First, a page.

When the Israelites were oppressed by the Egyptian Pharaoh, God intervened on their behalf to deliver them. The Egyptian Pharaoh realized that the plentiful children of Jacob could best be used for national security. The Israelites could secure food by working in the fields and they could be a good source of nation building by producing construction materials. Pharaoh imposed on them heavy quotas of production. The Israelites did not have free time; they did not observe a holy Sabbath for their God.

That is why upon their deliverance God commanded them to observe the Sabbath. They were reminded of their slavery. It is not the will of God to attain personal security through personal enslavement. It is not the will of God to attain national security by enslaving others either. Yet the most common form of enslavement occurs at the personal level—self-enslavement. We live in a society where identity and worthiness are defined by the type of job we do, the money we make and the things we can acquire. TV ads, printed and all types of media ads have as their goal to keep us chasing after a false self-worthiness. Some of the things they offer seem harmless and even sound beneficial to health. The spa treatments, the exotic vacations, the safe luxury cars, and so on. In pursuit of these things, comforts, and personal benefits people enslave themselves to work and work and work. There is not time to rest. There is no time for God.

Today I am not asking that we should embrace the Jewish practice of Sabbath observance nor a central doctrine of the Seventh Day Adventists. Yet, I would like to encourage you that by practicing the observation for a time to gather to worship, the arteries of your soul are reset and normalized. Your soul gets the refreshment only God can provide in a time of rushing and hectic living.

To practice a time of rest means to imitate the Creator God. God did not lament and say, “If I had only not taken time to rest maybe Adam and Eve would not have disobeyed me. If only I had not taken a break sin would not have entered the world.” God wants to teach us that no matter how much we worry we cannot add to our stature an inch, as Jesus says. On the contrary, sometimes our lack of rest has been the reason we have trouble. You surely remember the day you were away from home and then you began trying to remember if you turned off the burner of the stove. Or, you suddenly realized that forgetting where you placed your house or car key was due to your overwhelmed and exhausted mind.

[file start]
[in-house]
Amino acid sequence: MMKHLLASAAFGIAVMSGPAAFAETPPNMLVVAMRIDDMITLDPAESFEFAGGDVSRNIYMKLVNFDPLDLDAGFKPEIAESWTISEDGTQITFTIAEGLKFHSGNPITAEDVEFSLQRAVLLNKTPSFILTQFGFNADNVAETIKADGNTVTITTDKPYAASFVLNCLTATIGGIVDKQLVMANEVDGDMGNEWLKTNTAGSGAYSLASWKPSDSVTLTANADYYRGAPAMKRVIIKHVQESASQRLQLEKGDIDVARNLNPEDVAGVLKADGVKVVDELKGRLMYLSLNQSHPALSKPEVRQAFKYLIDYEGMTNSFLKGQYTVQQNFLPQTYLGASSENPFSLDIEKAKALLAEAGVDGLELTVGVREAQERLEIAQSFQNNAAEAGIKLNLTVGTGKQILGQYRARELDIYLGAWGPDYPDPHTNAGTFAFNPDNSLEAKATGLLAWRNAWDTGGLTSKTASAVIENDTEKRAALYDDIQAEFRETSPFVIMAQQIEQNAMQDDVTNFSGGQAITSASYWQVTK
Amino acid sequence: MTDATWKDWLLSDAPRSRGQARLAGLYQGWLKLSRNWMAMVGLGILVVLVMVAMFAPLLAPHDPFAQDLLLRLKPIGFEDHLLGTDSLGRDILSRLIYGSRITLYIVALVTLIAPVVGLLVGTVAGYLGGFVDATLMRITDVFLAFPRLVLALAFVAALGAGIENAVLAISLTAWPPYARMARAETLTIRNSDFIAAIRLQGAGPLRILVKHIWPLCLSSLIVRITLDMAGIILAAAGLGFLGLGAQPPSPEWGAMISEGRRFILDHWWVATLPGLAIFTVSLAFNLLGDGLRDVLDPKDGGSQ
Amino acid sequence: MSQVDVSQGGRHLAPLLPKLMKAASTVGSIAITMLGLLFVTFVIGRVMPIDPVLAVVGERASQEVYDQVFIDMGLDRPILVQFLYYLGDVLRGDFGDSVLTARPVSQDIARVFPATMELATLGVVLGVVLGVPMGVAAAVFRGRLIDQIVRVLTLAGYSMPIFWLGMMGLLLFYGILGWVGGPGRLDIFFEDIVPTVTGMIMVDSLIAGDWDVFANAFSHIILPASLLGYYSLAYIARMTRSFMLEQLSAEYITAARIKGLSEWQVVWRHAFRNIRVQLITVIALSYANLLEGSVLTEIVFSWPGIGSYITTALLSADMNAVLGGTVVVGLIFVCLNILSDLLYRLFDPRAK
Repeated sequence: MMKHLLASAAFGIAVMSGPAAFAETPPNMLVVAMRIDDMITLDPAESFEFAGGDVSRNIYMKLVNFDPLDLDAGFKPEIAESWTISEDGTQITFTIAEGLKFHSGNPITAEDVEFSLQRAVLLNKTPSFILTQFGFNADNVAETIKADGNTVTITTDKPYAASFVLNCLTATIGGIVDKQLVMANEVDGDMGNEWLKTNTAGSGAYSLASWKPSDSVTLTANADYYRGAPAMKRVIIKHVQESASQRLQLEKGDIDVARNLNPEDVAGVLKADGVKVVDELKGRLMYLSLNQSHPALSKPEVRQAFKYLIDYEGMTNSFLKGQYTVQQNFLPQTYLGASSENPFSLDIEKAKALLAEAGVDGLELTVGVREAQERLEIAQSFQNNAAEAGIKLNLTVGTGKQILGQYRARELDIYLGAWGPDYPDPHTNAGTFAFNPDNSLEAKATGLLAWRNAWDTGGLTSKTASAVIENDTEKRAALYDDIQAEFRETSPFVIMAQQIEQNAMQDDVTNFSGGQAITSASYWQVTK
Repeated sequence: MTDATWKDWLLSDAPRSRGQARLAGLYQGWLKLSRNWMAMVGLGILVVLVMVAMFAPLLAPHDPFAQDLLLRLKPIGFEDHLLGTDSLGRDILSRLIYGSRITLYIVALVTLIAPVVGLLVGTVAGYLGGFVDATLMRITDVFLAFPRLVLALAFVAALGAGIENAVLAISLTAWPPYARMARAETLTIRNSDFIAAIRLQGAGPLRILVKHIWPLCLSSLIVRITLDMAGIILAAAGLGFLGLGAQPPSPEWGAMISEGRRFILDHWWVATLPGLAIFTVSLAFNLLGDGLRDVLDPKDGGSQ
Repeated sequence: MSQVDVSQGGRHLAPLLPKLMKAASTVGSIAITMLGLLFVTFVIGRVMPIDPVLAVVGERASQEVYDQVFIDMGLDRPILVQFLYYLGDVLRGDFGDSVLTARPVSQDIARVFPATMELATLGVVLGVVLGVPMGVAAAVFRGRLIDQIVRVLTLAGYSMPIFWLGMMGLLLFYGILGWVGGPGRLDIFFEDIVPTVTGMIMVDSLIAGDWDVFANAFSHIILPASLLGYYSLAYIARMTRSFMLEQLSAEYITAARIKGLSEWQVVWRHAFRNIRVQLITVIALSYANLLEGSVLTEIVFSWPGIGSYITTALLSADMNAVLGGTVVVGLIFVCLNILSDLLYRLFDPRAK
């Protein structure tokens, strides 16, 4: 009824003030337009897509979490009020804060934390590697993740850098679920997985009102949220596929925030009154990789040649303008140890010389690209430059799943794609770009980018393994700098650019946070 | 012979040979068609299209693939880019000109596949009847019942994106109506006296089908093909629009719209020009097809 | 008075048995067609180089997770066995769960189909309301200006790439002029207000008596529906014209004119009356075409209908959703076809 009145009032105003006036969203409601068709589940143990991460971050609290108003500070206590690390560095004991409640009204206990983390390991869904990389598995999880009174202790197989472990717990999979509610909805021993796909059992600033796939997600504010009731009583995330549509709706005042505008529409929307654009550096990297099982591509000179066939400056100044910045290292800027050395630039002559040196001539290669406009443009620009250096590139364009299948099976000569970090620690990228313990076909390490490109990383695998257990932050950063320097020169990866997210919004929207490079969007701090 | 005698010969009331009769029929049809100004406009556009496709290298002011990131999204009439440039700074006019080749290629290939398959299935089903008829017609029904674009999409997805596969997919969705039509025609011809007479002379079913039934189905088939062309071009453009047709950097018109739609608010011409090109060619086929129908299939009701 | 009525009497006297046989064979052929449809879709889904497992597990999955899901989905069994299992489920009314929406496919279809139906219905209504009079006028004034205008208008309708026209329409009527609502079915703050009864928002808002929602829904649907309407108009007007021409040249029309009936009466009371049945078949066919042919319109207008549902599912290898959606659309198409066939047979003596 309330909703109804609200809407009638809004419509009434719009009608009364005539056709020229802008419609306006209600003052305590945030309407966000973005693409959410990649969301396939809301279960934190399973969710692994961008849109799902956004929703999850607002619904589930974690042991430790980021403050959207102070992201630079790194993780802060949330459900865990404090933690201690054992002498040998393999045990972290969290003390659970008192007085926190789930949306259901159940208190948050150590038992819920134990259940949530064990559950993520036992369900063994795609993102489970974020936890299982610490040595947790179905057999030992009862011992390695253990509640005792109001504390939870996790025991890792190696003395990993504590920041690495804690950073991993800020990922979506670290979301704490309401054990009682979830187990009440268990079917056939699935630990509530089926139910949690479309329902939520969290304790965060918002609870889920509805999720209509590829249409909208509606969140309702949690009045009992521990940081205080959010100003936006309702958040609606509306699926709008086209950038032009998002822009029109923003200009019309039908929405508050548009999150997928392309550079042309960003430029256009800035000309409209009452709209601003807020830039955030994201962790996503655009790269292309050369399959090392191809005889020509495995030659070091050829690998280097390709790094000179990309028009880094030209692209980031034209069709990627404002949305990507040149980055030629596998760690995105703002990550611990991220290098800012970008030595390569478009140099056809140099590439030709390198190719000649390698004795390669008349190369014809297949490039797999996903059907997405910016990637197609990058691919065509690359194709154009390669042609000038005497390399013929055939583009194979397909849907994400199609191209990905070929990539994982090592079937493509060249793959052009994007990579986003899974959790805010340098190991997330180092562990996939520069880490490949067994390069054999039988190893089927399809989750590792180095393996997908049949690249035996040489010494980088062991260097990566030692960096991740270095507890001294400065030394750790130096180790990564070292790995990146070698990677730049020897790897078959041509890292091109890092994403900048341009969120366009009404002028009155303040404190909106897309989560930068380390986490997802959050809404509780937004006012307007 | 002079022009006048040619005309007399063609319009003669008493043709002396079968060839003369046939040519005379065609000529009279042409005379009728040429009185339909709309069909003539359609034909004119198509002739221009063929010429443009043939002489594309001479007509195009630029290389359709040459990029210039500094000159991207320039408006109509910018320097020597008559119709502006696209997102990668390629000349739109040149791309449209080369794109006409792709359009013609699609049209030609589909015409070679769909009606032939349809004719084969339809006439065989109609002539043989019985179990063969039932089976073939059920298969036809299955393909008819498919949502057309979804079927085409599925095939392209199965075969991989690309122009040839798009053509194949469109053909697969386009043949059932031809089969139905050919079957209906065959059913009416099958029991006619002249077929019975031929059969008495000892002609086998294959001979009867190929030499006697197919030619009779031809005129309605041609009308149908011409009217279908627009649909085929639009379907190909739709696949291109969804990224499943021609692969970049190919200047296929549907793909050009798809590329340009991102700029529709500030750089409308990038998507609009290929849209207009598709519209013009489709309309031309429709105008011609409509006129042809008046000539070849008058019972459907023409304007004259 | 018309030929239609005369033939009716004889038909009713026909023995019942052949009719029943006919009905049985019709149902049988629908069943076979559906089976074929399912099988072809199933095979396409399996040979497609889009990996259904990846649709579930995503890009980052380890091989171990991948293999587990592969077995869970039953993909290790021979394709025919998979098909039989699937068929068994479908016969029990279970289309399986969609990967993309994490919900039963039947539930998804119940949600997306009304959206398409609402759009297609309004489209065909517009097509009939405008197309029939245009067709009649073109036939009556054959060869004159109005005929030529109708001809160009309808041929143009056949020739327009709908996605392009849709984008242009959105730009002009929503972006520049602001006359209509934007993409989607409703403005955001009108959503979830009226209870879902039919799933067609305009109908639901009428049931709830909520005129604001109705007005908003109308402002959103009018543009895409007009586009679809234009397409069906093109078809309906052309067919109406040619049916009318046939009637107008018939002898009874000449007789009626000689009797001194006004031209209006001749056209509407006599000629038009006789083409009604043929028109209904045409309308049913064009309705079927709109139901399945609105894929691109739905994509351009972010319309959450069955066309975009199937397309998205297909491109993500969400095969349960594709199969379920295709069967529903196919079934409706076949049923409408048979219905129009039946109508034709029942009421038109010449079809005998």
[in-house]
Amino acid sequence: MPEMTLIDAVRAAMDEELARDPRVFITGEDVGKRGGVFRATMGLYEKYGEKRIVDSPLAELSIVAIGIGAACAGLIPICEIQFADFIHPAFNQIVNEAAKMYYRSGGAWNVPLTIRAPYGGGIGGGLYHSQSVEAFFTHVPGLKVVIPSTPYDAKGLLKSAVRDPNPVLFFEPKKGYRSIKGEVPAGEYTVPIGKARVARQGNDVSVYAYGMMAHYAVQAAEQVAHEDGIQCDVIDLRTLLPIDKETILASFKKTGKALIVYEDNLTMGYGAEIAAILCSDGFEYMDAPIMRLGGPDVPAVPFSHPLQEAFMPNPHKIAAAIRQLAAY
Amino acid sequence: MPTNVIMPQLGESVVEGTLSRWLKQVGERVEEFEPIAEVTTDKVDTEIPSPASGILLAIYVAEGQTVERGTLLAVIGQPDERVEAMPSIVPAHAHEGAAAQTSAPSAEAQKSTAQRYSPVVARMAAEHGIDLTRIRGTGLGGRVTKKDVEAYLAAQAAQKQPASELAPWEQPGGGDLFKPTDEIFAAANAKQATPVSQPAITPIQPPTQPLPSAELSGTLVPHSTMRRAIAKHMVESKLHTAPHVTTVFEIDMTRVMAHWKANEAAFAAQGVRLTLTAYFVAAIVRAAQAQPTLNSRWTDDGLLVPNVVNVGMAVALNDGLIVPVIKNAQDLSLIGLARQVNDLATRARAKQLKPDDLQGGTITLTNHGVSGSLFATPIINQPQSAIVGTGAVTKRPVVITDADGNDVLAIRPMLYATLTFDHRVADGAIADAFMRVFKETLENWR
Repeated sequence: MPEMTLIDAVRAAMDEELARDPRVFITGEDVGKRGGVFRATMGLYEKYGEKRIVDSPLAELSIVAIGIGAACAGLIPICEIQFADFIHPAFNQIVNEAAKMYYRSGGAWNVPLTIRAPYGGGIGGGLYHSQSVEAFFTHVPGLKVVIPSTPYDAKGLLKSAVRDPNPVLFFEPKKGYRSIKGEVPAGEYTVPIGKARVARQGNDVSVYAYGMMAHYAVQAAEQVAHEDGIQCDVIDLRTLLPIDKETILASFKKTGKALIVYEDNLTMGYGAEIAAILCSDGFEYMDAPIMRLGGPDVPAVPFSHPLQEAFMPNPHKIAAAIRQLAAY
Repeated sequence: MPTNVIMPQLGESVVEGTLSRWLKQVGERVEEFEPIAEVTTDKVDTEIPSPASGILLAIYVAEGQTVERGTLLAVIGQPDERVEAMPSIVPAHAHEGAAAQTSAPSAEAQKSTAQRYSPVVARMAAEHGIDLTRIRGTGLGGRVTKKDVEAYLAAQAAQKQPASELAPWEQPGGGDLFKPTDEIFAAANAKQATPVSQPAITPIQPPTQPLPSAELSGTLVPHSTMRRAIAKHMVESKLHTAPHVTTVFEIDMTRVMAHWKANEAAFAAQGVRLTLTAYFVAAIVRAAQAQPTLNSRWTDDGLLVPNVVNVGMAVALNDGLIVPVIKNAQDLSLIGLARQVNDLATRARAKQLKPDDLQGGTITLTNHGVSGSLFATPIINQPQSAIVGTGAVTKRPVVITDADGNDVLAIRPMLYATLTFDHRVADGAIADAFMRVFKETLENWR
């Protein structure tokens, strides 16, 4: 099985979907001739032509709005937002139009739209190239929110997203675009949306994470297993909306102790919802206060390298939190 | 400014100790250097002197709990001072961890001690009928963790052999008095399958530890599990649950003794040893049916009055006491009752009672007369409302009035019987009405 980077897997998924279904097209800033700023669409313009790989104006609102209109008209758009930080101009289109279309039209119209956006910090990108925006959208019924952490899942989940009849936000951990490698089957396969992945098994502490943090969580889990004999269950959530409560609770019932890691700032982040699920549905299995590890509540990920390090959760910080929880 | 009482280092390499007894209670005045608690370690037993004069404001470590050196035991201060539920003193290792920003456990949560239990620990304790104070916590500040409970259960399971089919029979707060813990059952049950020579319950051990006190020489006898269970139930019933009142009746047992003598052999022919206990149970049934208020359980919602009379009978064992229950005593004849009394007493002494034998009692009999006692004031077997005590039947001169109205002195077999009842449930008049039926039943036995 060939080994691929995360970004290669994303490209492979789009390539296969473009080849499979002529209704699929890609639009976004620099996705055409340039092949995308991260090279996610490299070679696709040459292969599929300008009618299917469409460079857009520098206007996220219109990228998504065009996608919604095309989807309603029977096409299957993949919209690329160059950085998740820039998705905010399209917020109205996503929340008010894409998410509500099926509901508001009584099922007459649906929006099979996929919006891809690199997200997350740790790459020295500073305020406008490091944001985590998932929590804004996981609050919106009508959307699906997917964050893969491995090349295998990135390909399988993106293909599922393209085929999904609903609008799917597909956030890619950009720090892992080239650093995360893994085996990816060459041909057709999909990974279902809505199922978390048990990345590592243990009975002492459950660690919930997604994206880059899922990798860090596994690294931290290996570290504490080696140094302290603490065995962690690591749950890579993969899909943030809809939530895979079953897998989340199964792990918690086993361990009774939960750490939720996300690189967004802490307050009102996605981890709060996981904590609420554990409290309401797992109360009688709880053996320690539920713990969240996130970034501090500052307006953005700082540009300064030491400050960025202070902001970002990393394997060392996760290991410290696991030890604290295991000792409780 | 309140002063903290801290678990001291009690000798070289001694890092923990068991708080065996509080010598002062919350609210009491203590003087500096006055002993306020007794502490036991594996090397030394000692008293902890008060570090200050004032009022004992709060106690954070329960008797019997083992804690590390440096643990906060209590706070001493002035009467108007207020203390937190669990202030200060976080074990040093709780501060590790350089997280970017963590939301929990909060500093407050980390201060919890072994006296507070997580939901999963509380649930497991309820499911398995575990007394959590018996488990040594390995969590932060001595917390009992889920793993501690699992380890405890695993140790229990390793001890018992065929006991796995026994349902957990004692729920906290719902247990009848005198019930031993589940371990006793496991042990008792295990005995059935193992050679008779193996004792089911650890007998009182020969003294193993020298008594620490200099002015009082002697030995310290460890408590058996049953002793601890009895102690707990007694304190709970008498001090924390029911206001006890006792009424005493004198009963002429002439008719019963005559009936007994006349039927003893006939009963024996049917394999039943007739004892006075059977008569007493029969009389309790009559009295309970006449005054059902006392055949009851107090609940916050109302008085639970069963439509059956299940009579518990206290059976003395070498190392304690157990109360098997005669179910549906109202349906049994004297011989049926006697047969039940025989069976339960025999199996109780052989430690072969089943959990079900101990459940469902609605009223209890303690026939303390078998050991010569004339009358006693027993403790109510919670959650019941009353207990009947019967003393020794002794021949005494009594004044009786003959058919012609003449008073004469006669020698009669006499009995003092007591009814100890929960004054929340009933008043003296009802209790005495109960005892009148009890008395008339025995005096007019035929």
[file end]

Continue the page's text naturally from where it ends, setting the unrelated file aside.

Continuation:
Again, by taking time to rest we give witness of our willingness to embrace the cycle of God’s order for his creation. By taking time to rest we openly admit we are not better than God. No matter how much we give of ourselves to something, our job, personal care, to a good cause, we will never feel confident it is ever enough. No matter how much work we do, how much income we have, or how much we take care of ourselves, we will never feel we do enough.

On the other hand, by taking time to honor God we can rest secure that the God who watches over the birds of the air and no one of them falls to the ground without his acknowledgement is the God who takes care of us. By taking time to acknowledge God, by setting apart (making holy) a day or some time in the day, the God who dresses the lilies will also see that we have enough. But more importantly, by taking time out to rest before God we declare that our lives belong to God and that we are not our own.

When we recognize that God sanctified a space in time—he called the holy Sabbath, we can say with the psalmist,

“There are terrors all around me.

They seek to destroy me.

But I trust in you, O Lord;
I say, ‘You are my God.’
My times are in your hand. . .”
(Psalm 31:13-15).

Let us hear Jesus’ invitation once more:

“Come to me, all you who are weary and burdened, and I will give you rest. Take my yoke upon you and learn from me, for I am gentle and humble in heart, and you will find rest for your souls.  For my yoke is easy and my burden is light.”


Pastor Romero